Monday, August 29, 2011
Gaddafi’s Appointment With February 17
By Mohammad el-Ashab
As Libyan Colonel Muammar Gaddafi was signing the founding treaty of the Maghreb Union in Marrakesh in 1989, it never occurred to him that this day, February 17, would also be the day a popular movement would be launched and would overthrow his regime forever.
Nothing connects the two dates except a remarkable historic coincidence. Those who appoint themselves to create history are incapable of understanding its deception and contradictions. What is certain is that the first February 17 that marked the birth of the Maghreb Union could have canceled out the ensuing repercussions had the Maghreb Union actually become a reality; one that is concrete and stems from the deep aspirations of the region’s people for freedom, dignity, and progress.
However, for several reasons affecting the process of the experience, events evolved in a way as to make Col. Gaddafi the last witness of the birth of the Maghreb Union. Former Algerian President, Chadli Bin Jadid, was forced to step-down in order to save face, as he was hesitant in giving his loyalty to the army or to the voting ballots.
Former Mauritanian President, Maaouya Ould Taya, had a similar fate, as he was overthrown by a military coup in the summer of 2005. The coup was launched by military men from within the presidential palace. However, the fall of their third companion, Zine el Abidine Ben Ali, came for different reasons and givens. It also signaled the beginning of popular intifadas with unknown dimensions. In reality, when Gaddafi started to defend the “good” Tunisian president, in his own words, he was actually defending himself before he was “sandwiched” between Tunisia and Egypt.
Except for the Late King Hassan II who passed away before having the chance to witness the birth of the stormy revolutions’ era, the Maghreb leaders who witnessed the birth of the Maghreb Union all belonged to the military institution. In addition, it is no coincidence that the leaders who have been ousted so far are also military people who came to power on tanks, while Hosni Mubarak escaped the famous platform incident.
These characteristics might only indicate the collapse of the hypothesis of change brandished by the Arab military people who wrote the early coup statements. This change ended up consolidating a completely rejected reality, one that left the populaces with no choice but to try their luck in leading a change that remained absent. What Col. Gaddafi failed to realize is that the uprising of the Libyan people is not only directed against the corruption of the regime, but also against the exception that he wanted to impose through theories, tendencies, and whims. Indeed, he not only imposed an iron fist rule, which was supported with slogans from the Green Book; but he also went beyond this in the direction of imposing an unnatural status that he created through his descriptions of the Libyan Jamahiriya. However, it later turned out that there is no “Jamahiriya” outside the will of the populace, which is aspiring for freedom, dignity, and liberation.
Indeed, the armed people, the popular committees, and the slogans of “anyone who joins a party is a traitor,” were all unable to protect Gaddafi from the blows of the judgment day.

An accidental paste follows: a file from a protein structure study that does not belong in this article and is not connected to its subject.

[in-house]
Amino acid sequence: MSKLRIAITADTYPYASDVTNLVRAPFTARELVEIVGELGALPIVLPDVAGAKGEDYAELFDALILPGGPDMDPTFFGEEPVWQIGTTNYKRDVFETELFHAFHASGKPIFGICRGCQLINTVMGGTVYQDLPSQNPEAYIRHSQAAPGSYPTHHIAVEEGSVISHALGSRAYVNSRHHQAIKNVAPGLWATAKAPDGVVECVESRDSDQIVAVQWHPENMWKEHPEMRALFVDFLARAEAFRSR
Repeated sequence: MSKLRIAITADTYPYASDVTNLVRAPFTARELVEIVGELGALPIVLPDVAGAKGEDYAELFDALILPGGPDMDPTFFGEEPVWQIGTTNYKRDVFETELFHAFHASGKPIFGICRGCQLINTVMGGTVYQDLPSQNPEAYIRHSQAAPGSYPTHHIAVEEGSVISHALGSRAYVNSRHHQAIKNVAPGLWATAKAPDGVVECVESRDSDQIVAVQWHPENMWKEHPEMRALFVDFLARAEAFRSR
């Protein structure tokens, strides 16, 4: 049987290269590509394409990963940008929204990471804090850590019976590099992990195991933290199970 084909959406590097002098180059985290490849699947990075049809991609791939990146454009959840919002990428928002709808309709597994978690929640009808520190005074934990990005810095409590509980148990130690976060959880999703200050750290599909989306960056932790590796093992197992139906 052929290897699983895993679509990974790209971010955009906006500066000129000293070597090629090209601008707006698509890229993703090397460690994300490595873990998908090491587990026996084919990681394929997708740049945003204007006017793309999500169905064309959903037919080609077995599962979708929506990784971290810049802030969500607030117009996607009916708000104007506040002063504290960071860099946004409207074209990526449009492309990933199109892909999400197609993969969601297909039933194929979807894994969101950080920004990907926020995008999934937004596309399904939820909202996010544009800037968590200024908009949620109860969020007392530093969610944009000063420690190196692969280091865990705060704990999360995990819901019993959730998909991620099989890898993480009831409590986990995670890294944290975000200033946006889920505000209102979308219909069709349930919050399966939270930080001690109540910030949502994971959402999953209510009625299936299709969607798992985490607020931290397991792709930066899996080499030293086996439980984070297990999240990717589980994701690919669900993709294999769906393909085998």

All this was nothing but an illusion that never left the Bab al-Aziziya barracks. It is a paradox for the colonel, who is fleeing from his people and from justice, to cling to the illusion of a march that only occurs in bad dreams. During the early days of the revolution, the colonel repeated phrases about the arrival of Bin Laden and Ayman al-Zawahiri. He failed to realize that he himself would be fleeing from one place to another. So where to escape?
The escaping game is not a novel thing for the colonel. He used to resort to it every time he was cornered. Didn’t he say that he would color his face black to become African, as a move to relinquish his country’s Arab and Maghreb affiliations, as if identity merely consisted of colors and make-up? Didn’t he appoint himself as a leader or a wise hypothesizer so that he would not bear the responsibility of being the president of a state while all the resolutions carried his signature without him consulting with anyone? Didn’t he order the indemnification of the Lockerbie victims from the people’s treasury, after having denied for many years his regime’s involvement in that terrorist operation?
Gaddafi is currently fleeing from himself and from his experience following the wasting of additional opportunities that knocked on Libya’s doors with the aim of achieving at least a small amount of fusion with the international system. It would have been enough for this small and regular country to respond to the desires of a Street that wanted to have a wide, acceptable place under the sun.
February 17, 1989 represented an alternative chance not only for Libya but also for all the countries of the entire Maghreb region. And although this entity had abundant capacities – such as the unified language, religion, and fate in addition to the economic bloc characteristics that allow for integration, as well as the possibility to open up and to democratize life and society – wasting such capacities or delaying working with them from the point of view of the historic responsibility led to the cloning of that date. This led to the Libyan February 17 that plagued Gaddafi’s sleep. So who will solve the secrets of the game of numbers and dates except for History, which gives time but never forgets?
This commentary was published in al-Hayat on 29/08/2011